The Gulf Coast is a place of many faces. The expanse of the land, which stretches across well over 1,000 miles of coastline from Florida to Texas, is the site of countless summer vacations for families all over the U.S. To the millions of us lucky enough to find our way to the beaches in our lifetimes, the Gulf Coast represents a break from the doldrums of reality.
Unfortunately, the Gulf also is known as the site of several unprecedented environmental events. Most notable was the Deepwater Horizon oil spill, when a malfunctioning British Petroleum oil rig leaked high-pressure crude oil into the marine ecosystem for five months until it was finally stopped in September 2010.
Now, 12 years later, the Gulf is ready for a new face — ground zero for the future of carbon capture technology. It’s starting with a landmark collaboration between industry upstarts Honeywell and EnLink.
Honeywell is a company quickly establishing a name in the burgeoning carbon capture scene. It has agreed to a partnership combining its carbon capture and storage (CCS) expertise with EnLink’s knowledge of and access to various high-level carbon transportation and storage networks. Beginning in Lousiana, the collaborators have made it their mission to find a CCS-induced method of curbing the industrial-grade carbon dioxide emissions from Baton Rouge to New Orleans.
Though the costs for the project are not yet known, the venture marks a renewed interest from both companies in the coastal American South as a CCS hotspot. This status is likely due to businesses’ lack of environmental regulations and thus higher emissions.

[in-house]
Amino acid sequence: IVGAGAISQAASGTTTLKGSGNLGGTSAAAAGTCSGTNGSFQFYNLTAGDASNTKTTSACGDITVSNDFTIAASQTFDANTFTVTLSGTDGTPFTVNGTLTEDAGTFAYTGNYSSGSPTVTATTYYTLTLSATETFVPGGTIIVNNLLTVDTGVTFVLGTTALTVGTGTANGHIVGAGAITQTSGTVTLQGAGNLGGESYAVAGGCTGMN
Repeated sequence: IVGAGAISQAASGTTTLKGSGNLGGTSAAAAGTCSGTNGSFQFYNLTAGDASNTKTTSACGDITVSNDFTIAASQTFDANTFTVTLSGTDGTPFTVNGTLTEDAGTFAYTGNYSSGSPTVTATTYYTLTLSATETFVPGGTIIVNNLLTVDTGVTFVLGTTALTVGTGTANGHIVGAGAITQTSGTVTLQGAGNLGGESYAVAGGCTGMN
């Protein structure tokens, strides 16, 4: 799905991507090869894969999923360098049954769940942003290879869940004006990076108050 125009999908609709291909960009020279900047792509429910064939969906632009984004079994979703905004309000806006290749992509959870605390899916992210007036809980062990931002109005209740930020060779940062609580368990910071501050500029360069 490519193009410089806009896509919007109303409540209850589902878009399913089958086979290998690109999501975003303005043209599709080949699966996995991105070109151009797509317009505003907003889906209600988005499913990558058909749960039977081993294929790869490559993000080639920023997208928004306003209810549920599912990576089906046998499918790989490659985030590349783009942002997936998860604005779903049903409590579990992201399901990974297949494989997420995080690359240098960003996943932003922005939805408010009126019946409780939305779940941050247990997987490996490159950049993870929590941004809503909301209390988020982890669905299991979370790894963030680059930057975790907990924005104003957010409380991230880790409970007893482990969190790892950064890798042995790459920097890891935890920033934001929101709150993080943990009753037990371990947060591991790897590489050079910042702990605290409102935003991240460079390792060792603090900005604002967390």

Louisiana, in particular, has a relatively high concentration of emissions levels. The state only comprises 1.7% of the nation’s gross domestic product and 1.5% of its population, but it accounts for nearly 4% of emissions nationwide.
By turning its attention to Louisiana and additionally working on retrofitting existing out-of-date CCS facilities within the state, Honeywell says that it is looking to spur a shift where all industry emitters look to CCS as the solution.
The Honeywell and EnLink news comes on the heals of a wave of sustainability-oriented companies who have moved some or all of their operations to the region. The movement, which centers around the creation of a regional CCS hub in Houston, TX, includes names like ExxonMobil, Chevron, INEOS, and NRG Energy. In total, 11 companies have joined, which is expected to contribute to sequestering 50 million tons of carbon dioxide yearly by 2030. By 2040, that number will be a whopping 100 million per year collectively. Such an effort would establish Houston as the epicenter of CCS operations in the U.S. and put the city well on its way to achieving its goal of being 100% carbon neutral by 2050.
Houston’s coming environmental tech resurgence has been a major hit with municipal officials, who have voiced excitement about a future where industry and the environment can work together hand-in-hand. “Houston can achieve our net zero goals by working together, and it’s exciting to see so many companies have already come together to talk about making Houston the world leader in carbon capture and storage,” says Sylvester Turner, city mayor. “We’re reimagining what it means to be the energy capital of the world, and applying proven technology to reduce emissions is one of the best ways to get started.”